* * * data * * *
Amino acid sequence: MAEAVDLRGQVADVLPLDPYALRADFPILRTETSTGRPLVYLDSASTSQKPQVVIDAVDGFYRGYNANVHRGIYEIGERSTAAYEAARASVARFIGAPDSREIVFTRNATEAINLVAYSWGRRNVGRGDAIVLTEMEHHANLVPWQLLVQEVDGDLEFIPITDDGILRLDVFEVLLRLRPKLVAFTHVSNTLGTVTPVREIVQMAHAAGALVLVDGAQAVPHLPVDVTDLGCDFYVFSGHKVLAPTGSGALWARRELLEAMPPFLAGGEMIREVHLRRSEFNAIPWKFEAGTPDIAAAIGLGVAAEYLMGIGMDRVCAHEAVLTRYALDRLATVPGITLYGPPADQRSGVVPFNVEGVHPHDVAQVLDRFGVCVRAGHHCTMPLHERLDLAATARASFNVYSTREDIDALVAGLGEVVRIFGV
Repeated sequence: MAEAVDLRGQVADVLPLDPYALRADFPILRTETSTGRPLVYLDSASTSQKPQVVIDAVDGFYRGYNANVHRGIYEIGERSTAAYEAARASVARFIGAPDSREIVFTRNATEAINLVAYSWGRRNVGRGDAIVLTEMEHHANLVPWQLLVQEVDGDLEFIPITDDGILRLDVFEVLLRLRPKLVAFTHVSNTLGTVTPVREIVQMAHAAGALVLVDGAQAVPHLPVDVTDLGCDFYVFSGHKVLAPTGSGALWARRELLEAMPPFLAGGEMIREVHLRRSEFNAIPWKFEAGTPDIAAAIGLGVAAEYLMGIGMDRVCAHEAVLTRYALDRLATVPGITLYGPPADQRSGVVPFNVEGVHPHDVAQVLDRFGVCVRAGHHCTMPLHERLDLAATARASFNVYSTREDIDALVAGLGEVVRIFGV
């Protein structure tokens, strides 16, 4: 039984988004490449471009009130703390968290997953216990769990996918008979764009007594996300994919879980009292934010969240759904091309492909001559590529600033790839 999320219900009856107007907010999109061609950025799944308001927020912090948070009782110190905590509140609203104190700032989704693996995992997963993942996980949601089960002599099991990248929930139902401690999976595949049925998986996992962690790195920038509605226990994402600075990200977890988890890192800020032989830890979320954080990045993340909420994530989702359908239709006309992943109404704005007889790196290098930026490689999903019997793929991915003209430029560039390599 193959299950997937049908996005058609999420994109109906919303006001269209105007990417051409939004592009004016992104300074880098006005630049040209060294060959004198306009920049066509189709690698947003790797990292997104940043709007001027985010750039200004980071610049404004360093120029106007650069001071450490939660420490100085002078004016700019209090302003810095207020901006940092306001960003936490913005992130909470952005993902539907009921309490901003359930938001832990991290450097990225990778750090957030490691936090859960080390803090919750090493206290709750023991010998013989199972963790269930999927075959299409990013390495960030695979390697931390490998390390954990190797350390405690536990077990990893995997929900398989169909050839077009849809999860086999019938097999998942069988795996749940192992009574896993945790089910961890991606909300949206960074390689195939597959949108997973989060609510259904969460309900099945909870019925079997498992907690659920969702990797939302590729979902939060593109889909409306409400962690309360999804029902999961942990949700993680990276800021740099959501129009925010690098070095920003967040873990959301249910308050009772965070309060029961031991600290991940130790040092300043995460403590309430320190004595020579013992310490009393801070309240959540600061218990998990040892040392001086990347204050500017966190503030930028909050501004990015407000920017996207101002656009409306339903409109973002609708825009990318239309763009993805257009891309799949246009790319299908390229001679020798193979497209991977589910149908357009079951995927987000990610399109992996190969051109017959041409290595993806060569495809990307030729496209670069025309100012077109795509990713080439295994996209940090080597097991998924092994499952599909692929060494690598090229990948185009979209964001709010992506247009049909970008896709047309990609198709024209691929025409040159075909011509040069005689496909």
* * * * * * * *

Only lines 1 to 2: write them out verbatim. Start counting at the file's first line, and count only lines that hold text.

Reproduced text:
Amino acid sequence: MAEAVDLRGQVADVLPLDPYALRADFPILRTETSTGRPLVYLDSASTSQKPQVVIDAVDGFYRGYNANVHRGIYEIGERSTAAYEAARASVARFIGAPDSREIVFTRNATEAINLVAYSWGRRNVGRGDAIVLTEMEHHANLVPWQLLVQEVDGDLEFIPITDDGILRLDVFEVLLRLRPKLVAFTHVSNTLGTVTPVREIVQMAHAAGALVLVDGAQAVPHLPVDVTDLGCDFYVFSGHKVLAPTGSGALWARRELLEAMPPFLAGGEMIREVHLRRSEFNAIPWKFEAGTPDIAAAIGLGVAAEYLMGIGMDRVCAHEAVLTRYALDRLATVPGITLYGPPADQRSGVVPFNVEGVHPHDVAQVLDRFGVCVRAGHHCTMPLHERLDLAATARASFNVYSTREDIDALVAGLGEVVRIFGV
Repeated sequence: MAEAVDLRGQVADVLPLDPYALRADFPILRTETSTGRPLVYLDSASTSQKPQVVIDAVDGFYRGYNANVHRGIYEIGERSTAAYEAARASVARFIGAPDSREIVFTRNATEAINLVAYSWGRRNVGRGDAIVLTEMEHHANLVPWQLLVQEVDGDLEFIPITDDGILRLDVFEVLLRLRPKLVAFTHVSNTLGTVTPVREIVQMAHAAGALVLVDGAQAVPHLPVDVTDLGCDFYVFSGHKVLAPTGSGALWARRELLEAMPPFLAGGEMIREVHLRRSEFNAIPWKFEAGTPDIAAAIGLGVAAEYLMGIGMDRVCAHEAVLTRYALDRLATVPGITLYGPPADQRSGVVPFNVEGVHPHDVAQVLDRFGVCVRAGHHCTMPLHERLDLAATARASFNVYSTREDIDALVAGLGEVVRIFGV